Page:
- Phillip (AB ’06, ABJ ’06) and Eileen Blume – international award-winning, socially conscious photographers and owners of Blume Photography Studios, a 2016 Bulldog 100 business. The pair will be TEDxUGA’s first duo presenters.
- Marc Gorlin (ABJ ’95) – owner of Kabbage, Inc. and the 2015 No. 1 Bulldog 100 business, Roadie.
- Melaney Cook-Smith (BBA ’89) – founder of Books for Keeps, a grassroots effort to provide books to those children that might otherwise have none and a 2016 Bulldog 100 business.
- Reese Hoffa (BSED ’02) – represents the United States as an Olympic shot putter in London, Athens, and Beijing. He won the bronze medal in 2012 and is currently training for the 2016 Olympics.
Registration opens tomorrow, February 11, at 8:00 a.m. to all UGA alumni, students, faculty and staff.
Launched during the 2015 Homecoming Weekend in October, UGA Black Alumni is the official affinity group for black graduates of the University of Georgia. Similar to the Women of UGA program, UGA Black Alumni exists underneath the umbrella of the UGA Alumni Association and seeks to connect black alumni and students.
Each year, UGA enrolls an increasingly diverse student population and it is important to connect alumni and students with shared experiences to continue building a welcoming and supportive campus community.
“As a student and an alumna, one thing I felt was missing from my UGA experience was the presence and mentorship of UGA alumni who looked like me. In 2008, I saw the first Black Alumni Homecoming Tailgate on Myers Quad and was full of emotion,” said Ambre Reed (BSFCS ’09), a member of the UGA Black Alumni Leadership Council. “The creation of UGA Black Alumni and its Black Alumni Leadership Council is so important to our community. Becoming involved was a no-brainer for me.”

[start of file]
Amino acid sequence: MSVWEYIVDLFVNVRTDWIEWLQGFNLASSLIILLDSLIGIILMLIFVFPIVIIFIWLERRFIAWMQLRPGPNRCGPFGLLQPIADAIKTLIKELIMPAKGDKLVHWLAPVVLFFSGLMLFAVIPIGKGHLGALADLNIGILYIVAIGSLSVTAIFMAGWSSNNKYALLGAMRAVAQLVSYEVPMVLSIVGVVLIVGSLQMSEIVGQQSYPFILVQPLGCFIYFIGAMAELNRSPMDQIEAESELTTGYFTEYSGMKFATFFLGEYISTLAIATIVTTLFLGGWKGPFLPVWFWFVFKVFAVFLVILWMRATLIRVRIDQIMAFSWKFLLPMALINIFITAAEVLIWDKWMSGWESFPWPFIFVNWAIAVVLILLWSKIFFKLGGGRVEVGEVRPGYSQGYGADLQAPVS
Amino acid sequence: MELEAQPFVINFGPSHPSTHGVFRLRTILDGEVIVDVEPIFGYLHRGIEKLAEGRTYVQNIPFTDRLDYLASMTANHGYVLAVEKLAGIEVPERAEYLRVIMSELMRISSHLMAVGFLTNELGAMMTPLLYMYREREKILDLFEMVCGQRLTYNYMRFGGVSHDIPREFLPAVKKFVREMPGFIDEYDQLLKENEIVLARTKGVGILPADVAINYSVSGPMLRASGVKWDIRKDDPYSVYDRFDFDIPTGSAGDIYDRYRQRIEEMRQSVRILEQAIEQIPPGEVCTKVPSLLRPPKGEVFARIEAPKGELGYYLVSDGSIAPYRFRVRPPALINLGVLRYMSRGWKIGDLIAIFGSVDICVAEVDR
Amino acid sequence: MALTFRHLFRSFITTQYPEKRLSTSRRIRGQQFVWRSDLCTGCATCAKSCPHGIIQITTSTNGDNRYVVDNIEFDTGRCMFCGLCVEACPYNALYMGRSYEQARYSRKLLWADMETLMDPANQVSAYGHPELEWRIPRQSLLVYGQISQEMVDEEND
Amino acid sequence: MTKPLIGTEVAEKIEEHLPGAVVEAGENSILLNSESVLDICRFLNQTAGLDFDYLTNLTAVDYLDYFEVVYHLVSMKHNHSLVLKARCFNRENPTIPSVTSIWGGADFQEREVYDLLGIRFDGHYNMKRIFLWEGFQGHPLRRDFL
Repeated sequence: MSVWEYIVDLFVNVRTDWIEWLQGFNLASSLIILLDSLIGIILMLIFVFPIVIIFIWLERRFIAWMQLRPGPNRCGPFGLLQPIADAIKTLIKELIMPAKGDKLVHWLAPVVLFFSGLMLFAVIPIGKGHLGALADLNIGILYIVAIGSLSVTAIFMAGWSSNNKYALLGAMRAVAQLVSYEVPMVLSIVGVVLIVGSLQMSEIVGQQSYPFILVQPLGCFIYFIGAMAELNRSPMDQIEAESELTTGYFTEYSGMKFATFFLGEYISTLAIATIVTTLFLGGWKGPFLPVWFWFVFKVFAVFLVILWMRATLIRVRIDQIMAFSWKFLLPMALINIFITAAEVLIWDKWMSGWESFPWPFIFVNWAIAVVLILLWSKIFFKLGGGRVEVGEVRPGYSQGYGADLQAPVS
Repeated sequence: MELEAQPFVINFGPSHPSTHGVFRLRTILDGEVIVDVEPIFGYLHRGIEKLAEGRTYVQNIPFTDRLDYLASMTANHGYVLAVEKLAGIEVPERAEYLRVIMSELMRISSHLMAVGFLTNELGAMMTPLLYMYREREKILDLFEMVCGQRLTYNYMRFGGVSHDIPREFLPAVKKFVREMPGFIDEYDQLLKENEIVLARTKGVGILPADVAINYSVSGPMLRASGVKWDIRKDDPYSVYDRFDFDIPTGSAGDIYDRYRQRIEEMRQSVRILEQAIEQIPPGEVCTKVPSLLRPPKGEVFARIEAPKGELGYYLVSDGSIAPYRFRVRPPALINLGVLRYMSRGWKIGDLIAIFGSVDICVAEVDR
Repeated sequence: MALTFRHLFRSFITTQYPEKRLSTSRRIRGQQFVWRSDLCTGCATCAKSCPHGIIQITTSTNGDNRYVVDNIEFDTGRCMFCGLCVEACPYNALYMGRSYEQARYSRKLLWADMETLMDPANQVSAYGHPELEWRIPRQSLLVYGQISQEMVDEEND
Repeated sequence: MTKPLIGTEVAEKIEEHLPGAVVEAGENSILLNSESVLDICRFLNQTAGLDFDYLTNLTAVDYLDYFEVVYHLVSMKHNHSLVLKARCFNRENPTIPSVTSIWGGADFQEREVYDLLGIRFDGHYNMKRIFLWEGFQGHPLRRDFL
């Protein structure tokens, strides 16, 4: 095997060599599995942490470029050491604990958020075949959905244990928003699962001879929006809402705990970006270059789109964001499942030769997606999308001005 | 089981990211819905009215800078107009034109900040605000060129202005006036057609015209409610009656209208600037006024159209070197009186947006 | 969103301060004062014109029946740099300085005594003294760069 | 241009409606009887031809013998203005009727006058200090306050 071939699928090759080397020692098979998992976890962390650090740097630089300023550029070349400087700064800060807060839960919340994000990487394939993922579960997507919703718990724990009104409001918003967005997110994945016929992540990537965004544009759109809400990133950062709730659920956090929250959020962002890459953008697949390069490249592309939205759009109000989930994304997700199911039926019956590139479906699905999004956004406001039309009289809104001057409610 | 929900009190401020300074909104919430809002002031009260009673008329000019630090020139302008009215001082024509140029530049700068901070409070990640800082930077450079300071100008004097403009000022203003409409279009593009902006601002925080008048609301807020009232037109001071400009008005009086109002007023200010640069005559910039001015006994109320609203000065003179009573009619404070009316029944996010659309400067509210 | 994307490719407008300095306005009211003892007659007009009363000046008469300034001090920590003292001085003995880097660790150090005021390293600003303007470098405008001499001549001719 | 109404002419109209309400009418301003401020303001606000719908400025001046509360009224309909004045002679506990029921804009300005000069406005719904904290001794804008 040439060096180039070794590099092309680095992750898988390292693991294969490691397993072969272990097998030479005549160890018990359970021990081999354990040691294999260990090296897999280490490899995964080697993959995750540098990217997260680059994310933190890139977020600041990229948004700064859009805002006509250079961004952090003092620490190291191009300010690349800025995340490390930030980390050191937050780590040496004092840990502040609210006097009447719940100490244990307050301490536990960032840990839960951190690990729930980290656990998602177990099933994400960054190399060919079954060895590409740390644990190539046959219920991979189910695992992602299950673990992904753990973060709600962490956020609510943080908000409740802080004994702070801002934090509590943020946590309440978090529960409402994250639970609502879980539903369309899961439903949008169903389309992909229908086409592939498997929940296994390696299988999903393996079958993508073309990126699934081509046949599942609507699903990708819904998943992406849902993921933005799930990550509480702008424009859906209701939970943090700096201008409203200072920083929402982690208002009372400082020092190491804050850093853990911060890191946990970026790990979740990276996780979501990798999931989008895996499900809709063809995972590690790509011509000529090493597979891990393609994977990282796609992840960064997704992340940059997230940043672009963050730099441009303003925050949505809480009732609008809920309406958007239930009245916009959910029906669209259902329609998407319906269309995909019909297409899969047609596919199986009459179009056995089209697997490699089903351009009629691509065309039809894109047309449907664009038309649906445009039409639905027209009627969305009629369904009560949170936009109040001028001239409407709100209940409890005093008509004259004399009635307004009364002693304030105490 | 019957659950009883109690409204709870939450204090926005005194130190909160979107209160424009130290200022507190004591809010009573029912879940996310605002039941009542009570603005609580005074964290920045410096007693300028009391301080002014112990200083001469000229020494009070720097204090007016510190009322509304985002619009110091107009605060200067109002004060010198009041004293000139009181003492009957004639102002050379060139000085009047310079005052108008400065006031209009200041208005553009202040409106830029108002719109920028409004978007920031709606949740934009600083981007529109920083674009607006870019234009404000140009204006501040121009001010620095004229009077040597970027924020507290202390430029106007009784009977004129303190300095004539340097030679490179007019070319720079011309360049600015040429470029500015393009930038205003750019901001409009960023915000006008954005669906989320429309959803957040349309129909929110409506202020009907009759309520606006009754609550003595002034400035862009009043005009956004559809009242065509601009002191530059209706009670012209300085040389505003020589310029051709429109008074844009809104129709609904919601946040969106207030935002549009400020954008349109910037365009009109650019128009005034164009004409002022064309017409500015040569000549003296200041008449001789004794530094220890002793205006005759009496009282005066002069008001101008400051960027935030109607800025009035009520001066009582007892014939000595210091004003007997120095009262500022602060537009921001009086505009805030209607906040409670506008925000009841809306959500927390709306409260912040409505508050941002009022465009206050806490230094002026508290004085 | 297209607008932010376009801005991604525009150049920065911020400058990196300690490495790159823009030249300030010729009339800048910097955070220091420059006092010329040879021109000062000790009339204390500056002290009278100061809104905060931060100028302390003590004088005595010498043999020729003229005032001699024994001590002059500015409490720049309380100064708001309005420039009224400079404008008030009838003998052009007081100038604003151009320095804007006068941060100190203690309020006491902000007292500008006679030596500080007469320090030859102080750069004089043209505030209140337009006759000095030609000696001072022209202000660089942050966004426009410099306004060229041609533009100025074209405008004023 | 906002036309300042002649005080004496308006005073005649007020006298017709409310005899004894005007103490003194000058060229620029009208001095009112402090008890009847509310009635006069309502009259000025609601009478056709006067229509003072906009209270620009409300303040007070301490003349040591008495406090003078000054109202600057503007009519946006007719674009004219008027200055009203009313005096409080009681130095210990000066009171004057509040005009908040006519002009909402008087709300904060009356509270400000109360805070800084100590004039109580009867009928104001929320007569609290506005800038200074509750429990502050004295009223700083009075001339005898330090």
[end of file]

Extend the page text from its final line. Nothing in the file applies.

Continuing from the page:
The mission of UGA Black Alumni is five-fold: recruit black students, faculty and staff; support black students to completion of a degree program; engage current students and alumni by mentoring and professional development; ‘friendraising’ and fundraising for UGA needs; and serve as UGA ambassadors in the community and to fellow Bulldogs
Raymond Phillips (BS ’12), another member of the UGA Black Alumni Leadership Council says that groups like UGA Black Alumni and Women of UGA send an important message to the university community, as well as prospective students.
“The time and resources the university is investing into UGA Black Alumni demonstrates its commitment to diversity and inclusion,” he said. “This investment shows there is a place for everyone at UGA, regardless of one’s race, gender or age.”
Reed echoed this message.
“The creation of UGA Black Alumni sends the message that the university not only sees diversity as an asset while on campus, but after graduation, too,” she said.
Serving as an ambassador for UGA, a key part of the group’s mission, involves activities like participating in Give That Dawg a Bone, a card-writing campaign in partnership with the Office of Undergraduate Admissions, which invites alumni to write notes to accepted students, encouraging them to call UGA home for the next four years.
Members of UGA Black Alumni also are invited to attend information sessions and recruitment fairs throughout the year, where they can educate talented black high school students about UGA, its traditions and culture.